Save cached copies of your favorite webpages to your Gmail account for online and offline browsing

Save cached copies of your favorite webpages to your Gmail account for online and offline browsing

There are no shortages of good social bookmarking services on the Internet. Personally, I use, Digg and Yahoo! My Web. I have a preference for Yahoo! My Web because I have the option to save cached copies of any webpages. This comes in handy if, for whatever reason, the webpage disappears. Yes, you can use a permalink but not all websites offer them. In addition, with cached copies, you can instantly view them without having to go to the originating websites.

Today, I will describe how to save cached copies of webpages to Gmail, Google’s online e-mail service. Gmail offers an astounding 2.8+ GB of storage. You can use this space to hold all your saved webpages. You can tag and label all of your webpages for easy retrieval. Using Gmail’s sophisticated search options, you can generate a list of webpages which match your search query. In addition, you can setup your desktop e-mail client to download all these webpages and have them available for offline browsing.

For this to work, you will need a Gmail Account. Sign up for one at Gmail’s website. Jot down your new e-mail address and go website. Enter your gmail address and click [start menu]. The website will send an e-mail message to your gmail address. Return to your Gmail account and open the new message. The message will contain a link to register your toread account. Click on it to go to your account. On this new webpage, you will see 2 links, [toread] and [toread +]. Both are bookmarklets which you can drag and drop on to your toolbar. You will use [toread+] because it allows you to add a comment to your bookmark. Simply, drag and drop the link on to your toolbar. If you are using Internet Explorer, right click on the link > select Add to Favorites > select Links > [Add]. If you get a warning message, ignore it; [toread] uses javascript to bookmark webpages, which IE flags as a potential security risk.

Now, you are ready to save your favorite webpages. When you come across a webpage you want to save, click on the [toread+] bookmarklet. A new window will appear. Under comment, enter tags which will identify this webpage; separate each tag with a blank space. For example, for the Mozilla’s homepage, I enter the following tags: “mozilla opensource firefox browser freeware” (without the quotation marks). The webpage and tags are then sent to your Gmail address. The body of the message will contain a copy of the website. The tags will appear on the subject line and appears in the from field.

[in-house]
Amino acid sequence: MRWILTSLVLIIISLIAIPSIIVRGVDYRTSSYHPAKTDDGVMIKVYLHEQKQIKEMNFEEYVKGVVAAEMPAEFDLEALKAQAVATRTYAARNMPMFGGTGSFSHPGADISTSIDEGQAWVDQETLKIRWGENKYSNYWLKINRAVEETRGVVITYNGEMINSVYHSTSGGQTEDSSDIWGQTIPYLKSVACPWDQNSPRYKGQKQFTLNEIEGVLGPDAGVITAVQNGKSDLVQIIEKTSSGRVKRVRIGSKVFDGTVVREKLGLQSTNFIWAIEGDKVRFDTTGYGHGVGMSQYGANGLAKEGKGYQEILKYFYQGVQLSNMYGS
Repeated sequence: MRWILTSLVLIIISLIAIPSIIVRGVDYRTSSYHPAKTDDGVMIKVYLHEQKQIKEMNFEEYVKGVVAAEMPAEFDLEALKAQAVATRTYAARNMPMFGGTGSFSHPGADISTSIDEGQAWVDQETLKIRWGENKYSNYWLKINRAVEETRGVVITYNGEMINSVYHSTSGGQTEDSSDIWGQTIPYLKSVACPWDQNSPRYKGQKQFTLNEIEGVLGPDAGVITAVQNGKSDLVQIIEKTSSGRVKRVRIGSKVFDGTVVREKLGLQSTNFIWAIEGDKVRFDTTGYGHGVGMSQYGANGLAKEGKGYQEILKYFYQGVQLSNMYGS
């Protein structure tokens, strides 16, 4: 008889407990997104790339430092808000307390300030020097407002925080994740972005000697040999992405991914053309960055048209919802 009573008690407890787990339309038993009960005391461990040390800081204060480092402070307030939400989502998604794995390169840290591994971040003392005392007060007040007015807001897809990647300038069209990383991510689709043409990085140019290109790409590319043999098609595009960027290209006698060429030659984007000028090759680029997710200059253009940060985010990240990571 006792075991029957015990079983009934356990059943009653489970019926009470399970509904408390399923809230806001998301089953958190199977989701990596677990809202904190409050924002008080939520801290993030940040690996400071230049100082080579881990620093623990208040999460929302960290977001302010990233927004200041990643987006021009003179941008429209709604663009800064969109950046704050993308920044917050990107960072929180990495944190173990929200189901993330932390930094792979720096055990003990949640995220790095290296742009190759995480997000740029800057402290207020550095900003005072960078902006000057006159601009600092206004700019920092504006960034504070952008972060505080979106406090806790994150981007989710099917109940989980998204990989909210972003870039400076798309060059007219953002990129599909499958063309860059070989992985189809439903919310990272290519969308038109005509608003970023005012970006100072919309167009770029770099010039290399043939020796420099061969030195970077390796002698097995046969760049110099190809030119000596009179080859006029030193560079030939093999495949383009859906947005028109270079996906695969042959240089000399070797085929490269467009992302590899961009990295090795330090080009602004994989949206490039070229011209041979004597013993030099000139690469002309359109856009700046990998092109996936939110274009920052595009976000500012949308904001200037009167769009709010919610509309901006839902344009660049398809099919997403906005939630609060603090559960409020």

You can use Gmail sophisticated search options to easily find and sort your saved webpages. Open your Gmail account. To the left of the search box, click on Show Search Options. You can search by tags by entering the tag(s) on the Subject Line. You can search by content on a webpage by using Has the Words as well as search by date. Of course, you can use any combinations of these filters. You can also add labels to the messages to further sort your messages. For example, I use labels like “to do” or “important.” Now, you have a database of all your favorite webpages with an outstanding search tool to find and sort them. You can use your desktop e-mail client to download Gmail messages to browse your favorite webpages offline.

Saturday, March 03, 2007

Restore Windows XP Performance

Restore Windows XP Performance

When you first took your computer out of the box, your computer was blazing fast. However, over time, you noticed that your computer gradually slowed down. Unfortunately, over time, your computer starts amassing useless temporary files, fragmented files on the hard drive, startup programs and the occasional spyware or other malicious files. Believe it or not, restoring your computer’s performance is relatively easy. What you need to do is to Clean It Up, Trim It Down and Lock It Up. Before going any further, you should create a system restore as a safety precaution. To create a system restore point, go to Start > Help and Support > Undo Changes to Your Computer with System Restore > Create a Restore Point > enter a name > [O.K.] > [Close].

Clean It Up

No matter how you use your computer, obsolete and useless files will clutter your hard drive. Removing these files will free up some precious hard drive space. But, that is not enough. You also need to defrag your hard drive. Ideally, you want your files to be consolidated on the hard drive for faster retrieval. But, in the real world, files are scattered throughout the hard drive. That’s why you need to defrag your hard drive.

  1. Remove Obsolete and Useless Files: Windows XP comes with its own disk cleanup utility. You can find it at Start Menu > All Programs > Accessories > System Tools > Disk Cleanup. If you have more than one hard drive, you need to select the hard drive you want to clean. Once you are in Disk Cleanup, select Download Program Files, Temporary Internet Files, Temporary Files and Recycle Bin. I recommend you don’t select Compress Old Files. After making your selection, click [O.K.].